Publication Title

Handbook for Rural Health Care Ethics

Publisher

Trustees of Dartmouth College, Hanover, NH

Publication Date

2009

Abstract

This chapter explores the ethical responsibility of health care providers to administer safe clinical care. It further explores the challenges that such providers can experience in recognizing, reporting, and disclosing medical errors. Medical errors can cause serious harm (to the patient, provider and institution or clinic) and can prove to be expensive, stressful, time-consuming, and personally devastating. While rural health care providers frequently underscore their desire to provide safe care, they also report that it is very difficult to develop and implement strategies that reduce the risk of making errors. Studies show that there is limited agreement among health care providers when defining, reporting, disclosing, or resolving error. Providers who wish to actively pursue strategies that heighten safety may become inhibited by this lack of agreement. This chapter presents findings from empirical ethics studies involving rural participants from 14 states. These studies shed light on the ethics issues surrounding medical errors that occur in physicians’ offices and hospitals. The two case examples that this chapter presents reflect both the experiences of rural health care providers, and the complexities that can accompany the search for ethically-attuned processes for error disclosure and resolution.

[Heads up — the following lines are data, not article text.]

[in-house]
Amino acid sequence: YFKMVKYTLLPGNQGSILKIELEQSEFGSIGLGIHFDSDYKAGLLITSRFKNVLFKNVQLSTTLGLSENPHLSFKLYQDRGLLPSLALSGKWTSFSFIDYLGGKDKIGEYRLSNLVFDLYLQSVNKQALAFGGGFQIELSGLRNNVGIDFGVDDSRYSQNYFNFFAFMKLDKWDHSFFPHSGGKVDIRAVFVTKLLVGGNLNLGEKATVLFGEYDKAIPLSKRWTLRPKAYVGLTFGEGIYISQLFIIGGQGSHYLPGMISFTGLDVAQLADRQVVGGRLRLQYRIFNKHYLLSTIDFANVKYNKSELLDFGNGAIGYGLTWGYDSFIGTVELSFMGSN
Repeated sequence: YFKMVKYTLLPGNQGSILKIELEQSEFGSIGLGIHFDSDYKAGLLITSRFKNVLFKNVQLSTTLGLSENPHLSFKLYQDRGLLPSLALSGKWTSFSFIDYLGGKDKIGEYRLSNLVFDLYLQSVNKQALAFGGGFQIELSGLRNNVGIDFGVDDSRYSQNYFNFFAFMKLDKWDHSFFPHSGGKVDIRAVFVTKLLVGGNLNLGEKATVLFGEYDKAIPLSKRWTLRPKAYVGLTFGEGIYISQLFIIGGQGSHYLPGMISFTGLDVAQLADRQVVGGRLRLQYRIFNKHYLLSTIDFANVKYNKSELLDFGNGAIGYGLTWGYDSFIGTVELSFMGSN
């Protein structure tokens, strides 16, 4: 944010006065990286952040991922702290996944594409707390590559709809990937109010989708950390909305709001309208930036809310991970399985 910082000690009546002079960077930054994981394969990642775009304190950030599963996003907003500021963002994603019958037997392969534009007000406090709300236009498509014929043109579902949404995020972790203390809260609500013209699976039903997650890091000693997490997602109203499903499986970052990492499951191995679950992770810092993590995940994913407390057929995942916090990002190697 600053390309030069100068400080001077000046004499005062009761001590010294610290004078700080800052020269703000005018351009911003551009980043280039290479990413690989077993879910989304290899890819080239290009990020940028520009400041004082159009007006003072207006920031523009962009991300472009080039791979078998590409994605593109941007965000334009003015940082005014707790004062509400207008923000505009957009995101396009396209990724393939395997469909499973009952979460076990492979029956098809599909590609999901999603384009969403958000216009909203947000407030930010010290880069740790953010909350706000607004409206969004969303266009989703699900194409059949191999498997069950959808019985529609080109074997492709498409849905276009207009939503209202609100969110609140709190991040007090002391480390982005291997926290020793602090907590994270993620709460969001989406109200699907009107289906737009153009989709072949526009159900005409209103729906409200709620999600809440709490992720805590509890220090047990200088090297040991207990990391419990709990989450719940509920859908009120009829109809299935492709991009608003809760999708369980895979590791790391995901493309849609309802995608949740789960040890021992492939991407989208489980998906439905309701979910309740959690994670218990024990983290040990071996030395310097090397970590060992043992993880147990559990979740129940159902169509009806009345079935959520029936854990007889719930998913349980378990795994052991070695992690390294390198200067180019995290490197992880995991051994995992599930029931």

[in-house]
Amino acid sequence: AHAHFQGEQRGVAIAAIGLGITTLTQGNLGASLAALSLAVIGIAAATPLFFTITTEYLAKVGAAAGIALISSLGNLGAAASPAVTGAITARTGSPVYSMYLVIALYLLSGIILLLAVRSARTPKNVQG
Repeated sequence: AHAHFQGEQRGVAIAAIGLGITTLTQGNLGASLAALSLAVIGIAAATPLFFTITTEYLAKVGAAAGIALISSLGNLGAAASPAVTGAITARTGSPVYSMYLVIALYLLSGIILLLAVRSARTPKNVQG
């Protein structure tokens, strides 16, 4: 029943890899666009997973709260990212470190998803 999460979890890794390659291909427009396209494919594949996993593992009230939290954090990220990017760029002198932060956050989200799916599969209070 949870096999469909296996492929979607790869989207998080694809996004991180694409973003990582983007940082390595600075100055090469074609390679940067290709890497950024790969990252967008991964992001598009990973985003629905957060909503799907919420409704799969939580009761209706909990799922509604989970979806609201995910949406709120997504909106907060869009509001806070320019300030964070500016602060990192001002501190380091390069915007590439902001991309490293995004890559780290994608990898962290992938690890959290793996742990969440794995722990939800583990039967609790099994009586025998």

Comments

Originally published in the Handbook for Rural Health Care Ethics

Rights

©2009 Trustees of Dartmouth College, Hanover, NH

Included in

Psychology Commons

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